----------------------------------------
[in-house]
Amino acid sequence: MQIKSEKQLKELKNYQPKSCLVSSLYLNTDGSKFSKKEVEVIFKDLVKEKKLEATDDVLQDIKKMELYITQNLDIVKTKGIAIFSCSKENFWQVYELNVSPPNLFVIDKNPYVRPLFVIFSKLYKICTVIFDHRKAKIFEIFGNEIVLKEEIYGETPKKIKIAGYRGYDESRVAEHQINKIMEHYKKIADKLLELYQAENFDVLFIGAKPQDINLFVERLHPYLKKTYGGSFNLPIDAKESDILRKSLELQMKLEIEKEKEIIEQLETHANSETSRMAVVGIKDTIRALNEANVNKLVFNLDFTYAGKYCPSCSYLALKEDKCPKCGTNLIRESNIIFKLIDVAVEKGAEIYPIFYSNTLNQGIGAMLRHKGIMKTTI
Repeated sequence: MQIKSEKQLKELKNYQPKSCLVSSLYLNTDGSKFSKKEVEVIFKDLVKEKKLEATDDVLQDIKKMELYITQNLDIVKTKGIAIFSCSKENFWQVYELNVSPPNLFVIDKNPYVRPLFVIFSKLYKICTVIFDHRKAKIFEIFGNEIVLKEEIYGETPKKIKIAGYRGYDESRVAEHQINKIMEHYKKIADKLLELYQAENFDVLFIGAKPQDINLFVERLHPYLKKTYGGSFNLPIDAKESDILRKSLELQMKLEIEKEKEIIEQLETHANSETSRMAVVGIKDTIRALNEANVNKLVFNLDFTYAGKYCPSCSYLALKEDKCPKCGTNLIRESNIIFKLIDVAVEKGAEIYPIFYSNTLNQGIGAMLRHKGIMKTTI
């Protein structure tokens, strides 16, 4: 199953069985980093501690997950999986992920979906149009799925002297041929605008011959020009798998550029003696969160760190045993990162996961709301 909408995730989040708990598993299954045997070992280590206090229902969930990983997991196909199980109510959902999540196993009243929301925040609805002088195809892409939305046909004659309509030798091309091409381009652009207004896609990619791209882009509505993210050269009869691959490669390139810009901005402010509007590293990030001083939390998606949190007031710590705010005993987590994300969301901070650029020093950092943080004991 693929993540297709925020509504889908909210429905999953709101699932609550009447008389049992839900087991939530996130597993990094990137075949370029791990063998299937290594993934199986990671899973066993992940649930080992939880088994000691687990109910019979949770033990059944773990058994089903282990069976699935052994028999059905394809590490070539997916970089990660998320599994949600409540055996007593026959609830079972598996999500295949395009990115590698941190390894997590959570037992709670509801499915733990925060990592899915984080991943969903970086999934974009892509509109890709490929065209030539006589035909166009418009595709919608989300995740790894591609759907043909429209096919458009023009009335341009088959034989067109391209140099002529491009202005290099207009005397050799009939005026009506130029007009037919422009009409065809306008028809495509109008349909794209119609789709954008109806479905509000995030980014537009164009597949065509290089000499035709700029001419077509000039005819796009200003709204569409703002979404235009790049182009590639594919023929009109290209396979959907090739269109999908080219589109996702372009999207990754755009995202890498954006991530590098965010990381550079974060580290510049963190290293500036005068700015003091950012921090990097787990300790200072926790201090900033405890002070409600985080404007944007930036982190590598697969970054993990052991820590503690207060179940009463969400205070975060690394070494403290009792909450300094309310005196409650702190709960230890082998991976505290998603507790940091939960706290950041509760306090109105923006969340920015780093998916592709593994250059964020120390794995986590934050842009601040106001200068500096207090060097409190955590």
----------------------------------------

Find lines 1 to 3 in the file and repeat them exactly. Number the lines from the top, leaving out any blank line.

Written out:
[in-house]
Amino acid sequence: MQIKSEKQLKELKNYQPKSCLVSSLYLNTDGSKFSKKEVEVIFKDLVKEKKLEATDDVLQDIKKMELYITQNLDIVKTKGIAIFSCSKENFWQVYELNVSPPNLFVIDKNPYVRPLFVIFSKLYKICTVIFDHRKAKIFEIFGNEIVLKEEIYGETPKKIKIAGYRGYDESRVAEHQINKIMEHYKKIADKLLELYQAENFDVLFIGAKPQDINLFVERLHPYLKKTYGGSFNLPIDAKESDILRKSLELQMKLEIEKEKEIIEQLETHANSETSRMAVVGIKDTIRALNEANVNKLVFNLDFTYAGKYCPSCSYLALKEDKCPKCGTNLIRESNIIFKLIDVAVEKGAEIYPIFYSNTLNQGIGAMLRHKGIMKTTI
Repeated sequence: MQIKSEKQLKELKNYQPKSCLVSSLYLNTDGSKFSKKEVEVIFKDLVKEKKLEATDDVLQDIKKMELYITQNLDIVKTKGIAIFSCSKENFWQVYELNVSPPNLFVIDKNPYVRPLFVIFSKLYKICTVIFDHRKAKIFEIFGNEIVLKEEIYGETPKKIKIAGYRGYDESRVAEHQINKIMEHYKKIADKLLELYQAENFDVLFIGAKPQDINLFVERLHPYLKKTYGGSFNLPIDAKESDILRKSLELQMKLEIEKEKEIIEQLETHANSETSRMAVVGIKDTIRALNEANVNKLVFNLDFTYAGKYCPSCSYLALKEDKCPKCGTNLIRESNIIFKLIDVAVEKGAEIYPIFYSNTLNQGIGAMLRHKGIMKTTI